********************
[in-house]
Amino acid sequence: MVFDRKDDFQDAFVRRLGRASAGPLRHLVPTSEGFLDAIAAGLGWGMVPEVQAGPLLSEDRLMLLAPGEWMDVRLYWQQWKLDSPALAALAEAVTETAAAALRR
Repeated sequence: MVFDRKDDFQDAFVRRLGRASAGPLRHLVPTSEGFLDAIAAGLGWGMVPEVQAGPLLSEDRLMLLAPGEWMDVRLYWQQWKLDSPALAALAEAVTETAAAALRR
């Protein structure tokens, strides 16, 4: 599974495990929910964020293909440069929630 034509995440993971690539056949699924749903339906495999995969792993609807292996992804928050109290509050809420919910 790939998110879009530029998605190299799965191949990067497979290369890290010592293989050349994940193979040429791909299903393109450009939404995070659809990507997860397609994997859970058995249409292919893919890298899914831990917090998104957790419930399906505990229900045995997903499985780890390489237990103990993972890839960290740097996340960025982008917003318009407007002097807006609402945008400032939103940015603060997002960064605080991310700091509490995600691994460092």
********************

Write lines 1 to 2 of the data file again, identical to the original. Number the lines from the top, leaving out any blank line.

[in-house]
Amino acid sequence: MVFDRKDDFQDAFVRRLGRASAGPLRHLVPTSEGFLDAIAAGLGWGMVPEVQAGPLLSEDRLMLLAPGEWMDVRLYWQQWKLDSPALAALAEAVTETAAAALRR